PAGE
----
rings-iStock_000007928926_LargeThe Department of Labor (“DOL”) published its final rule on Feb. 24, 2015, relating to the definition of “spouse” under the Family and Medical Leave Act  (“FMLA”) Regulations. Beginning March 27, 2015, when the final rule becomes effective, the definition of “spouse” for purpose of FMLA leave will include eligible employees in legal same-sex marriages. Prior to this rule change, same-sex partners were only considered spouses if their marriage was recognized in the state where they lived. Under the new rule, the focus shifts to where the marriage was “celebrated.” Accordingly, if the marriage is legal under the law of the state where the marriage was performed or “celebrated,” the same-sex marriage is legal for purposes of the FMLA regardless of state law where the employee lives. Continue Reading DOL issues final rule expanding FMLA leave rights to legal same-sex marriages

dollar-signiStock_000013001848_LargeIn March 2014, President Obama directed the Secretary of Labor to prepare and propose new FLSA regulations. These new rules were to be announced late last year, but have been repeatedly delayed. Now it appears the new rules will be announced later this month. While the scope of the changes is unknown, it is anticipated the changes will reduce the number of employees who qualify for exempt status. Continue Reading Changes coming to FLSA regulations – Time to get ready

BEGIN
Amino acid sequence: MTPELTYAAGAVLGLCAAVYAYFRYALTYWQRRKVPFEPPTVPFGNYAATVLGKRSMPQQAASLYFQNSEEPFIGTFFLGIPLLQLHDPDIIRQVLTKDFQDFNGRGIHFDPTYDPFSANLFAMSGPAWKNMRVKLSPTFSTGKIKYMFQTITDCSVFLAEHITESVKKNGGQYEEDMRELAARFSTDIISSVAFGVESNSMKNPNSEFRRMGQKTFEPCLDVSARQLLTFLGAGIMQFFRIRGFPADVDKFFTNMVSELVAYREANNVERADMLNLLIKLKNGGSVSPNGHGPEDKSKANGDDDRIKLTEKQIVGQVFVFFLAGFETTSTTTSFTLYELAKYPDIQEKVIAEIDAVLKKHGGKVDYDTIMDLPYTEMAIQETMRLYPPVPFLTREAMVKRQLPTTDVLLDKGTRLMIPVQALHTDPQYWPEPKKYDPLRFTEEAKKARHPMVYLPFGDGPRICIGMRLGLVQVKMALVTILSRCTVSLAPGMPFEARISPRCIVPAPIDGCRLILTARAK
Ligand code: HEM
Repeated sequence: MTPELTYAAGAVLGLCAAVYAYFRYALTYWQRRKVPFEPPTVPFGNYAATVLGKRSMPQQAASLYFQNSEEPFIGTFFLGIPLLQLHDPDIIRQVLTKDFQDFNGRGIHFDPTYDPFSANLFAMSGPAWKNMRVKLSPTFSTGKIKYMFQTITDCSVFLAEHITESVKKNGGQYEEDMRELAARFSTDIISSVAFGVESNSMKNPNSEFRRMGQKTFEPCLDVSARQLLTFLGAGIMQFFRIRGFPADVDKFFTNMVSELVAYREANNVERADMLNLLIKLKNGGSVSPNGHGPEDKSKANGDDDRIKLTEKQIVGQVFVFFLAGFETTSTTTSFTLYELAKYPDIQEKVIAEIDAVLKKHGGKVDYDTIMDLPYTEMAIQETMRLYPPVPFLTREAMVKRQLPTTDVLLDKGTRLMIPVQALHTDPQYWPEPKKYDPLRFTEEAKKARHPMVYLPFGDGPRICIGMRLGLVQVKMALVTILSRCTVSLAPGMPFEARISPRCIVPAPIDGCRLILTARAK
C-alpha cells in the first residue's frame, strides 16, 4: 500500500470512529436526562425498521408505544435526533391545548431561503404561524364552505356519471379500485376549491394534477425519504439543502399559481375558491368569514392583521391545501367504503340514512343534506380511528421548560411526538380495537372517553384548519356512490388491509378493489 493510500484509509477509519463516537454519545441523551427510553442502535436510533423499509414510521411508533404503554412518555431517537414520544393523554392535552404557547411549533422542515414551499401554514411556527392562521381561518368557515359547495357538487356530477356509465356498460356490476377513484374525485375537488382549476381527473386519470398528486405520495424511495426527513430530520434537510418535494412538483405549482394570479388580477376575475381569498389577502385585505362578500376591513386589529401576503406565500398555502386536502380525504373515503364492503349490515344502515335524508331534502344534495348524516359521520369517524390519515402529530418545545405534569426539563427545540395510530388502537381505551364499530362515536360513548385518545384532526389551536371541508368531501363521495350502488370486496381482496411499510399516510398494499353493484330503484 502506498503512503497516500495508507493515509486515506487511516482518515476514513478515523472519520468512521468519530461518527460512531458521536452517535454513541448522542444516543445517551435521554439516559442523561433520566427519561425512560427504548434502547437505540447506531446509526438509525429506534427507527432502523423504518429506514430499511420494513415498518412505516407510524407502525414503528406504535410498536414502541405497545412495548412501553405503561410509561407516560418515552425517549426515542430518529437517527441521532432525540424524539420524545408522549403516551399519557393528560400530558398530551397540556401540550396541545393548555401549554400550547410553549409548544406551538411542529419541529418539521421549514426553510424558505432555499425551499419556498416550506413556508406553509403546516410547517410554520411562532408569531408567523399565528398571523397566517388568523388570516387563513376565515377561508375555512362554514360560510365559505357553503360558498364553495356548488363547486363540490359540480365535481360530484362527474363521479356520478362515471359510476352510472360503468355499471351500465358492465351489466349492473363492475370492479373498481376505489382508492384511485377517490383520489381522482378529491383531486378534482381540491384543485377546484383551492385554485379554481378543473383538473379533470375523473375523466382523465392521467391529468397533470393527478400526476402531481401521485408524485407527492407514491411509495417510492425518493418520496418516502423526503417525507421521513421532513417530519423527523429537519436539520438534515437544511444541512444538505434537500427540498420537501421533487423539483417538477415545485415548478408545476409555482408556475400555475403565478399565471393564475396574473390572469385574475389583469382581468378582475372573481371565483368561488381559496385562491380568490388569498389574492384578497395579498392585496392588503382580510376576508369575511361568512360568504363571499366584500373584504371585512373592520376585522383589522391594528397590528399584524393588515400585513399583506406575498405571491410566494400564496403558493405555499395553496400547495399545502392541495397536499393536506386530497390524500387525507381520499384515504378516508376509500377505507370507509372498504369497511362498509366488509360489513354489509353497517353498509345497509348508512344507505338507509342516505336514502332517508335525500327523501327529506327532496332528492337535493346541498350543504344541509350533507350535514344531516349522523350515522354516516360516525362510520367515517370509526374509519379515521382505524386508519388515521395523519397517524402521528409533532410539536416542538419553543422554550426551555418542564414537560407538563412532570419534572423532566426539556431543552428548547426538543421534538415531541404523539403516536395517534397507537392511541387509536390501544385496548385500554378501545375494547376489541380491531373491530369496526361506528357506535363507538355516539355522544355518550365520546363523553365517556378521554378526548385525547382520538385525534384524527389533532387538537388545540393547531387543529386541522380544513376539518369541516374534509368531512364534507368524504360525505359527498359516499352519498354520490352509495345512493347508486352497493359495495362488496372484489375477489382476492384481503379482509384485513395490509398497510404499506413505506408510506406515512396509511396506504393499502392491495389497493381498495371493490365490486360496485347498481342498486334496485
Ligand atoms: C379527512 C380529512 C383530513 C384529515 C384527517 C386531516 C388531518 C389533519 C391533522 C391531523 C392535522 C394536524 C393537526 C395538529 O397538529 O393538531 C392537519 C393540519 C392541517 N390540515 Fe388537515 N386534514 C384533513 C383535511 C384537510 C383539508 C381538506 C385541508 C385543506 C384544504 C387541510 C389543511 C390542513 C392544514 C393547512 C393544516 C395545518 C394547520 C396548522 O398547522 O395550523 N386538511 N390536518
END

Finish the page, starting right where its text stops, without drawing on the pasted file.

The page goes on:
Husch Blackwell attorney Joe Geraci was recently quoted in an AIS Health Reform Week article titled HHS’s Statements on Exchange QHPs Stir Confusion, Complicate Copay Assistance.  The article reports that the Obama administration is sending mixed messages on whether Qualified Health Plans (QHPs) on the insurance exchanges will be considered federal health programs.  A recent statement in a CMS Q & A document appears to contradict a statement in a letter from HHS Secretary Kathleen Sebelius.  If QHPs are federal health programs, insurers will be required to provide certain patient-assistance programs such as copayment waivers from providers.  Additionally, current assistance programs available through commercial plans are prohibited in federal programs.

To read the full AIS’s Health Reform Week article, click here.

Employers should be aware of important year-end action items relating to qualified retirement plans and health and welfare plans.  Husch Blackwell attorney Uche A. Enemchukwu detailed a number of these obligations in an e-alert and noted that some require immediate attention to satisfy the December 2, 2013 deadline.  Other items must be addressed before the end of calendar year 2013, and some by early in 2014.